Jacinda Ardern Sold a Drastic Lockdown With Straight Talk and Mom Jokes


Halfway into a Facebook Live video last week, updating the world on New Zealand’s plan to reopen restaurants, schools and even movie theaters, Prime Minister Jacinda Ardern noticed a concern cropping up among the commenters: They thought she looked tired.

She had plenty of reason to be exhausted, managing a pandemic as well as a daughter in diapers. But instead, she blamed the unflattering beige curtains behind her, then spun her phone around to show off the vintage cane furniture with green frond upholstery in her favorite room at the prime minister’s residence.

“So,” she continued after a deep breath, “when it comes to health services, you’ll see those starting to wind back up.”

Pandemics are often described as crises of communication, when leaders must persuade entire populations to suspend their lives because of an invisible threat. Watching Ms. Ardern on Facebook, her favored conduit, is a lesson in rhetorical blending: epidemiology brightened with empathy, law leavened with mom jokes. And it has been strikingly effective.

Ms. Ardern helped coax New Zealanders — “our team of five million,” she says — to buy into a lockdown so severe that even retrieving a lost cricket ball from a neighbor’s yard was banned. Now the country, despite some early struggles with contact tracing, has very nearly stamped out the virus, exiting isolation with just 21 deaths and a few dozen active cases.

Halos can make heretics out of legitimate critics, including epidemiologists who argue that New Zealand’s lockdown went too far, that other countries suppressed the virus with less harm to small businesses.

And Ms. Ardern’s canonization diminishes two powerful forces behind her success: Her own hard work at making connections with constituents, and the political culture of New Zealand, which in the 1990s overhauled how it votes, forging a system that forces political parties to work together.

“You need the whole context, the way the political system has evolved,” said Helen Clark, a former prime minister who hired Ms. Ardern as an adviser more than a decade ago. “It’s not easily transferable.”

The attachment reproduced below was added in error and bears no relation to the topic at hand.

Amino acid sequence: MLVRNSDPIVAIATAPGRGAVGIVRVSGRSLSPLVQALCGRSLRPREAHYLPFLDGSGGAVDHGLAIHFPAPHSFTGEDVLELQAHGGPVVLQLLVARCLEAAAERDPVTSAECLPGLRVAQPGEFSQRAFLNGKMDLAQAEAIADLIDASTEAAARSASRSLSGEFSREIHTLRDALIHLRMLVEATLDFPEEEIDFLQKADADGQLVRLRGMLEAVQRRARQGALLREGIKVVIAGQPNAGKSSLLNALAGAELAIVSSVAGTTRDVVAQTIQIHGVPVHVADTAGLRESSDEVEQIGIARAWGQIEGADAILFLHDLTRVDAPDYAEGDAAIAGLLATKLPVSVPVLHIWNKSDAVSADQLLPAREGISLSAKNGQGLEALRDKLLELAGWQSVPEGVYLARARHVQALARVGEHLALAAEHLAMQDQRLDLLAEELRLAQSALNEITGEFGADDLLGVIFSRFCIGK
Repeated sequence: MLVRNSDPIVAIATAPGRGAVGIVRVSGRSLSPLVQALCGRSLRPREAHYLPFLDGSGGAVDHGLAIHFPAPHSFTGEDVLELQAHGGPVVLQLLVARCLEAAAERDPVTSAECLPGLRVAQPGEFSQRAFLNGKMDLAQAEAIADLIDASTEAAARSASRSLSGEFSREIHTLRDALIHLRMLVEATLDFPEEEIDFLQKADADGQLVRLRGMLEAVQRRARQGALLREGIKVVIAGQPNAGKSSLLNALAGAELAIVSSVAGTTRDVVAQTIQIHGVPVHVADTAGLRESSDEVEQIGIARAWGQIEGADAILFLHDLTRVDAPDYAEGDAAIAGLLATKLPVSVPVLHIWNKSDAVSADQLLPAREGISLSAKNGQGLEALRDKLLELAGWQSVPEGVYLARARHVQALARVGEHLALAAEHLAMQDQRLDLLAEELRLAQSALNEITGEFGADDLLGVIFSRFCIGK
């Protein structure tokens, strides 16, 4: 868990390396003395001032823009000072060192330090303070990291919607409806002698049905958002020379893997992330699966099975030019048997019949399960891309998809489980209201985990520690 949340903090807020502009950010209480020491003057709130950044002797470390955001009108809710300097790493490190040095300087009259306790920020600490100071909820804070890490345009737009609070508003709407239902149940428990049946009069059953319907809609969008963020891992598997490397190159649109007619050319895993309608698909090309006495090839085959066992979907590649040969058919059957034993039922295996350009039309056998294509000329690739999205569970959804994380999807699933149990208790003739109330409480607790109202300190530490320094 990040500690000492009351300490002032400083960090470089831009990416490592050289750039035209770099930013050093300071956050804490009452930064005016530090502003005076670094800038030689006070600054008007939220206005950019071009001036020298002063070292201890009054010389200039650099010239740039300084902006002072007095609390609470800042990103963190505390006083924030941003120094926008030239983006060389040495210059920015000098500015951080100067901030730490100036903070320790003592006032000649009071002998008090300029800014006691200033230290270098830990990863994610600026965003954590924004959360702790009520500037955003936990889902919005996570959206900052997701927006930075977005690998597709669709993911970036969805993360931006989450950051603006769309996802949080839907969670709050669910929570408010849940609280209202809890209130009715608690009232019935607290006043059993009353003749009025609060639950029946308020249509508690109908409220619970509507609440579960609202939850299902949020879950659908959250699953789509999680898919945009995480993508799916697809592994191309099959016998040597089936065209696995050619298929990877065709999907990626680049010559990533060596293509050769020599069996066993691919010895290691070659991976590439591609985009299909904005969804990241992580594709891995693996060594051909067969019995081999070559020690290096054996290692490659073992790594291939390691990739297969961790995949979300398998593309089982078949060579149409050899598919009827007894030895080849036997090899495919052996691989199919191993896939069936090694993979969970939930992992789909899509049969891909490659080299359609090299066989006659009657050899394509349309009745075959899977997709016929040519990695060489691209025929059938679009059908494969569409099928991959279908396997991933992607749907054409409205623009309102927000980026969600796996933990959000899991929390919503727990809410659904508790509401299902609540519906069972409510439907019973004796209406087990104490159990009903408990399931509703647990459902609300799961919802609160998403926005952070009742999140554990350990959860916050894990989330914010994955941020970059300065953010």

Ms. Ardern, who declined to be interviewed for this article, is the product of a particular time and place: She grew up in a rural nation of lonely struggle, where demands were growing for a more responsive brand of politics.

In 1965, New Zealand was the world’s sixth-wealthiest country per capita, but by 1980, when Ms. Ardern was born, it had slipped to 19th. And that was before free-market reforms led to major job losses in manufacturing, public service and farming.

Ms. Ardern, the daughter of a police officer and a cafeteria worker who were Mormon, has often recalled seeing forestry jobs disappear in the small town where she grew up, leaving behind suicides, poverty and illness — including a case of hepatitis for her babysitter.

Alongside the country’s economic frustration, the electoral system seemed to have broken down. Several elections produced results widely seen as unfair, with the popular vote going to one party and the majority of legislative seats to the other.

New Zealand adopted a German-style system that lets people cast two ballots: one for a local member of Parliament and one for a party. Ms. Ardern was in high school when the first election under the new system produced what would become a trend: gains for smaller parties, and a coalition government.

“There is more responsiveness required,” said Richard Shaw, a politics professor at Massey University in Palmerston North, New Zealand. “You have to be seen listening, and in substance actually listening, because you don’t have the institutional wherewithal to simply ignore what others think.”

The urge to draw people into an “us” rather than an “us versus them” has served New Zealand well during the coronavirus pandemic, when truly everyone is being threatened.

“Get some rest and enjoy her before you get back to work,” one woman wrote.

Her response was not to hide from critics who questioned whether she could do the work of both a mother and a world leader. She made them watch. When Ms. Ardern returned after about six weeks, her Facebook presence became more active — a flood of scenes from home and work as she communicated her way through the challenge.

“She felt she had to hit the ground running,” said Ms. Clark, the former prime minister, who has stayed close to Ms. Ardern. “There was a lot of meanspirited criticism — the ‘part-time prime minister’ hashtag — which would never have been said about a man.”

They became a model for how she has communicated online during the pandemic.

Credit…Jacinda Ardern, via Reuters

“Stay at home, break the chain and you’ll save lives,” she said.

It was the start of a relationship that was less saint and disciples, more friends or teammates. “You’ll be seeing me lots and lots,” she told the people tuning in. And they have.

“The harder you push your lockdown, the more you get unintended consequences,” said Dr. Simon Thornley of Auckland University. “If you want to separate people more effectively, then you have to keep more of the food and services open, more of society open, so people don’t congregate.”

Dr. Thornley said he worried that a second wave of infections would lead to another overly harsh response. But he noted that Ms. Ardern had been quick to listen and pivot, allowing gatherings of up to 100 people sooner than Australia and many other countries that have eased lockdowns.

Facebook will be where to find her. In her video detailing the eased restrictions, Ms. Ardern, who did look tired, even in her favorite chair, promised viewers she would stay in touch.

“Thanks for joining me,” she said, smiling. “And look after yourselves.”



Source link